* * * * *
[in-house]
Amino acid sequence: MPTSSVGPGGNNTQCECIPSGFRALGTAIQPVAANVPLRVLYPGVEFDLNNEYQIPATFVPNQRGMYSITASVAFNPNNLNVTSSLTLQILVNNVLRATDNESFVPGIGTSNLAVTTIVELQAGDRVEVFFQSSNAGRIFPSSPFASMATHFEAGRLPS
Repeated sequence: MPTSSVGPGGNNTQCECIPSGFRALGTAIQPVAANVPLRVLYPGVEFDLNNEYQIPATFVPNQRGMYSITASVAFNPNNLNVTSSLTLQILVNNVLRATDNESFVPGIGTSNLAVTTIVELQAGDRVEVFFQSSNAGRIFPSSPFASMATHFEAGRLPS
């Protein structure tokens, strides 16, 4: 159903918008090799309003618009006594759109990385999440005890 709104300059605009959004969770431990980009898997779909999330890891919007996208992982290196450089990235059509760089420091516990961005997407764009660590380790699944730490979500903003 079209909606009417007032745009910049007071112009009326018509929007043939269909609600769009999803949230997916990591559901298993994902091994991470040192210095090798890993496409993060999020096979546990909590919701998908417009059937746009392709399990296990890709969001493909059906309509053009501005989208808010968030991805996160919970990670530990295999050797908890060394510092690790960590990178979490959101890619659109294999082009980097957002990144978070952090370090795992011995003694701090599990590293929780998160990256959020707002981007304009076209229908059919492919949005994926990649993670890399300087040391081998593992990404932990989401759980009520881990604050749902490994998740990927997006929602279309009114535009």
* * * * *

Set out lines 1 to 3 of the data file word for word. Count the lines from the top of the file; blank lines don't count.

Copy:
[in-house]
Amino acid sequence: MPTSSVGPGGNNTQCECIPSGFRALGTAIQPVAANVPLRVLYPGVEFDLNNEYQIPATFVPNQRGMYSITASVAFNPNNLNVTSSLTLQILVNNVLRATDNESFVPGIGTSNLAVTTIVELQAGDRVEVFFQSSNAGRIFPSSPFASMATHFEAGRLPS
Repeated sequence: MPTSSVGPGGNNTQCECIPSGFRALGTAIQPVAANVPLRVLYPGVEFDLNNEYQIPATFVPNQRGMYSITASVAFNPNNLNVTSSLTLQILVNNVLRATDNESFVPGIGTSNLAVTTIVELQAGDRVEVFFQSSNAGRIFPSSPFASMATHFEAGRLPS